To help protest against this threat, the Airfood Project has been set up and it is really easy to get involved and join in.  You can film yourself performing an airfood session (if you have ever played air guitar this will come naturally!) and share the video.  You can also go to the Airfood Project site and sign the petition there – and please get your friends to sign it too.

Every year European Food Aid helps out so many people and now in a time of deep economic recession the decision has made to close it.  Your local political decision makers will know about this, so you could email them… you could even tweet your head of state (which will only take seconds) to ask them to reconsider this decision.

You may be surprised that in this day and age so many Europeans need food aid but for many it is essential for their survival.  If this decision is not reversed then airfood may become a reality to a great number of Europeans.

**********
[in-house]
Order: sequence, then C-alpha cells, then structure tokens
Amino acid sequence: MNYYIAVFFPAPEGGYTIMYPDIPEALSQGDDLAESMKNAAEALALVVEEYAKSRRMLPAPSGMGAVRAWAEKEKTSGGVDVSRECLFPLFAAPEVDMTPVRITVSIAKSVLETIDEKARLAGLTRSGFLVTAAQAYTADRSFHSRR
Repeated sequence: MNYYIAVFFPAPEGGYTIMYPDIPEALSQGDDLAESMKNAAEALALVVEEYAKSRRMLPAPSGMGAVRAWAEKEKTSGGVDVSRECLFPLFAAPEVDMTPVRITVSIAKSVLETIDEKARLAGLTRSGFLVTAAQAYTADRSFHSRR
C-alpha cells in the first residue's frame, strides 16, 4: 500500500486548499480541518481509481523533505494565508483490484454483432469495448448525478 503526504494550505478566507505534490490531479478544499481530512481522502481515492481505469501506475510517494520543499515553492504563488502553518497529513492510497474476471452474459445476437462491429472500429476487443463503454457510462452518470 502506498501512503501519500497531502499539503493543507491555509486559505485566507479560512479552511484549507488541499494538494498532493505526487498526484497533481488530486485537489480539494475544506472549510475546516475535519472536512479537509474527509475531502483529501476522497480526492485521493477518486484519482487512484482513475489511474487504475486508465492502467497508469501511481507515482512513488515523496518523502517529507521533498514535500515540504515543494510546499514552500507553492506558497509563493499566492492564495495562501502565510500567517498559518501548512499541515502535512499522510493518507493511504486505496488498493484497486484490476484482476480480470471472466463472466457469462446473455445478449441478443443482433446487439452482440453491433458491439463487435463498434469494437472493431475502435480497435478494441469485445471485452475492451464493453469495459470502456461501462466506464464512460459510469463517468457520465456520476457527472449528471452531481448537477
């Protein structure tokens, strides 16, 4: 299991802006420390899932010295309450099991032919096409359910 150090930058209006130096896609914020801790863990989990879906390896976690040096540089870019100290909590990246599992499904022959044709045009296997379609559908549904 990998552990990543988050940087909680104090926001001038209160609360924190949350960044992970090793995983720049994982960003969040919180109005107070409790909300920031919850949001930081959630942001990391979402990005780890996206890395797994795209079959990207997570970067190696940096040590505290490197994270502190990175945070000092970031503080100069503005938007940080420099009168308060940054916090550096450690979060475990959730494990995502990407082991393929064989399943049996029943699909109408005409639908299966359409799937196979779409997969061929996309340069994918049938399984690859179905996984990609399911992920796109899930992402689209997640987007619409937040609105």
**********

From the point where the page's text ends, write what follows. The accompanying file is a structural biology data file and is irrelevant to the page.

Sponsored Post

2 February 2013

Alien Nations: Up Close and Impersonal with Insects and Spiders

Over at the Ark in Space there are a number of insects and spiders awaiting your company.  Don't think you will be able to squish these representatives of seemingly alien nations on Earth, however. Thanks to macrophotography they look as big as you or I - and a few of them look like they would quite fancy us for their tea too!

Above is the eight eyes of a Hentzia palmarum Jumping Spider - or as many as can be seen without a 360 degree pan.  Head over to the Ark in Space for the rest of the collection.

Image Credit Flickr User Thomas Shahan

The Flying Duck Orchid - Australia's Other Amazing Anatine Attraction

The Caleana is more often known as the Duck Orchid – and for fairly obvious reasons.  It looks like a duck in flight, its wings swept back, head and beak held high and proud. This attractive yet amusing addition to the orchid genus is a native of Australia, famed perhaps more for its marsupials than its mallards (platypodes aside).  Yet as a result of the shape of its labellum (or lip) its anatine association will be that by which it is always remembered.